W3C home > Mailing lists > Public > www-validator@w3.org > May 2009

Re: code too often not accepted

From: Michael Adams <linux_mike@paradise.net.nz>
Date: Sun, 03 May 2009 21:00:04 +1200
To: www-validator@w3.org
Message-id: <20090503210004.6fead9fa.linux_mike@paradise.net.nz>
On Fri, 01 May 2009 16:54:58 +0200
Came this utterance formulated by Joop Nijenhuis to my mailbox:

> Hello,
> 
> Trying hard to get html-pages correct coded, but I have a hard time.
> Your program keeps on bashing and at the moment I think its all to do
> with interpreting and translation errors. Its nice to say its wrong,
> but in its present state you get nowhere. It might be a big help if
> you can go from the errpr through the rules on which you based YOUR
> program. Saying that its not allowed and that something is missing or
> wrong while other often nationalised "papers" do say its allowed keeps
> us going nowhere.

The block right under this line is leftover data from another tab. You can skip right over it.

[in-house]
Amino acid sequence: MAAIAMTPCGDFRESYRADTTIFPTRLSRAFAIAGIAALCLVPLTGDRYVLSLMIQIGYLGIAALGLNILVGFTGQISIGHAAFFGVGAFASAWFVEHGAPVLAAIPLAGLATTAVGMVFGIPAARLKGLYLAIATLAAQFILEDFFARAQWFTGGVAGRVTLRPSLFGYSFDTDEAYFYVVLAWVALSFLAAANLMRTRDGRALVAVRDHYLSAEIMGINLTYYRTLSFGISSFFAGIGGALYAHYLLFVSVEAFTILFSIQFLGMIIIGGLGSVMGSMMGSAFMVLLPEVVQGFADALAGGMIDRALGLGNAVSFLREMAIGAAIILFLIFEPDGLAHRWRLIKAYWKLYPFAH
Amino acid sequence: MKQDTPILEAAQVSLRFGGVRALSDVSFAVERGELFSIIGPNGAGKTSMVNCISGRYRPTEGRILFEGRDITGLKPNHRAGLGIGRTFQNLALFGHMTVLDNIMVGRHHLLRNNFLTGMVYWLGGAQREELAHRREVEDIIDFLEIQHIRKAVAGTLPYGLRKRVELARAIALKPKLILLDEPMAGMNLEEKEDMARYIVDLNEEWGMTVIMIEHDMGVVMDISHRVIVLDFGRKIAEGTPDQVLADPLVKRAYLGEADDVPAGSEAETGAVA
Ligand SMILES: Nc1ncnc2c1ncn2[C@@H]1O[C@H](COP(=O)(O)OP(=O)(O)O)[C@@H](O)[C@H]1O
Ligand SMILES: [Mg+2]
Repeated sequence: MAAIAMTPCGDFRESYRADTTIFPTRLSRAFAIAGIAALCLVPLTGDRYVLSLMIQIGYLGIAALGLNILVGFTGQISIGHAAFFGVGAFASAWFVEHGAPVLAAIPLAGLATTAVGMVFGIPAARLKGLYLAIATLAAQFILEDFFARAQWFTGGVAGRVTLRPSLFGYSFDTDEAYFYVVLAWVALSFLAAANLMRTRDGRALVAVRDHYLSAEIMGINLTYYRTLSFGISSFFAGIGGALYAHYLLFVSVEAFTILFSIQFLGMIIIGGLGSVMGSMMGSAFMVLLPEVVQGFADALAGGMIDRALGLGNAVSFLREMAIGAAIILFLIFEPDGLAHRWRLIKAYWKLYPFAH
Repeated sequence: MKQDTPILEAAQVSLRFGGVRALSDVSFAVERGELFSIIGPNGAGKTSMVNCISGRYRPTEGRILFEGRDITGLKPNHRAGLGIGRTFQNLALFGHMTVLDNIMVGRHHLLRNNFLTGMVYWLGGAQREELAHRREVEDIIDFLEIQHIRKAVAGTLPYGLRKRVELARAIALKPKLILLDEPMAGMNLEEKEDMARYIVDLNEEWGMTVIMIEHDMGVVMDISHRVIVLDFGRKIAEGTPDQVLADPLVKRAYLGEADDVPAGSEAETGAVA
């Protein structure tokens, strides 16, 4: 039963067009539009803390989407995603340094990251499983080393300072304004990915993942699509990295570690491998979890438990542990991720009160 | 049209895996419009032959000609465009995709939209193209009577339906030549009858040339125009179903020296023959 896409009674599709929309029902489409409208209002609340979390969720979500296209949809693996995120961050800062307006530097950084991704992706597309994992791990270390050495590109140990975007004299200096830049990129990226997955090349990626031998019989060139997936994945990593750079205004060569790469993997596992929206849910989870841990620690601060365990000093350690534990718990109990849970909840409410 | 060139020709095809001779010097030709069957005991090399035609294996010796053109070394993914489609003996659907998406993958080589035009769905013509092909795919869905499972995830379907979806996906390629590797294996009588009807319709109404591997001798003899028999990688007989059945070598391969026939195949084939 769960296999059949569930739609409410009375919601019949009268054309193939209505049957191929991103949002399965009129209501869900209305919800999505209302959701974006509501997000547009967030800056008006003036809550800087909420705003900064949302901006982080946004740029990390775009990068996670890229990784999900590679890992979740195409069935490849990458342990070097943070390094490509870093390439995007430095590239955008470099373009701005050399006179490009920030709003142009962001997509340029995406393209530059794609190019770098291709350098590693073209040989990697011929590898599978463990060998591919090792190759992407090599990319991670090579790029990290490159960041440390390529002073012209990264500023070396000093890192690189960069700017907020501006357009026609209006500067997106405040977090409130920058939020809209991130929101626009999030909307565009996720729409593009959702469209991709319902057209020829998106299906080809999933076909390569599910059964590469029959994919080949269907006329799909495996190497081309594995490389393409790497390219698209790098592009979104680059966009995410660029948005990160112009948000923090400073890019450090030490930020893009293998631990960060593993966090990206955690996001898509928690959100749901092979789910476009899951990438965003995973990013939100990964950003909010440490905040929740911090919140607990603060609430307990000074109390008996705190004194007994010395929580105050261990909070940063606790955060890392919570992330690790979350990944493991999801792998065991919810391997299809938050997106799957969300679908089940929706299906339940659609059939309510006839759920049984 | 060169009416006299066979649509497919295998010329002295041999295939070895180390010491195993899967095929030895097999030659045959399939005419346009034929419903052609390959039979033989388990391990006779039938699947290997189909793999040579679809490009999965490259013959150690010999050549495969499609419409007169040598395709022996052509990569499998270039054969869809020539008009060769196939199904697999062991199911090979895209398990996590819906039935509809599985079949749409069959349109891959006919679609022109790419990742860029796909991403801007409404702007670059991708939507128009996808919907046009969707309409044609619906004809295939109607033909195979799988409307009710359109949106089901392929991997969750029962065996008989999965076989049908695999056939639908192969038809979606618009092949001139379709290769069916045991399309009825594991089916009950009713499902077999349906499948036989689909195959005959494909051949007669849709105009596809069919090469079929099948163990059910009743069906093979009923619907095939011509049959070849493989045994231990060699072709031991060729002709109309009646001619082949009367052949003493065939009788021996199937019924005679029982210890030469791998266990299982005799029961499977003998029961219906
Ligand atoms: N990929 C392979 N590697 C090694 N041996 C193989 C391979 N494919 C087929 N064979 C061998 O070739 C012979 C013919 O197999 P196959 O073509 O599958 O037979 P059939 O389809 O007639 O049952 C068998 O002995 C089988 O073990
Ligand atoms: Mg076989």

> 

I don't understand 'nationalised "papers"'?

Many common use elements and attributes are not recommended HTML, ie
your scrolling attribute you raised. All the technical reports are here.
http://www.w3.org/TR/

This mailing list is not here to teach you to write correct code. Other
websites and tutorials can do that better.

> All in all, nice try, but for non native English speakers your site
> sucks, sorry.
> 

I wont get offended by this comment, i can see it stems from
frustration. Regarding translations, your help would be appreciated:
http://www.w3.org/Consortium/Translation/
http://www.w3.org/2005/11/Translations/Lists/ListLang-nl.html

> On the other site, why does my Browser (FF latest) doesn't have any
> problem with my code and your checker does? 
> 

Browsers are trying to work with the internet "as it is" as well as with
correct HTML code. Browsers have a fall-back mode called quirks mode
where they will try to make a webpage work even if it is not fully
compliant. If you research this you may see that Firefox is in quirks
mode instead of strict mode on your page.

-- 
Michael

All shall be well, and all shall be well, and all manner of things shall
be well

 - Julian of Norwich 1342 - 1416
Received on Sunday, 3 May 2009 08:57:37 GMT

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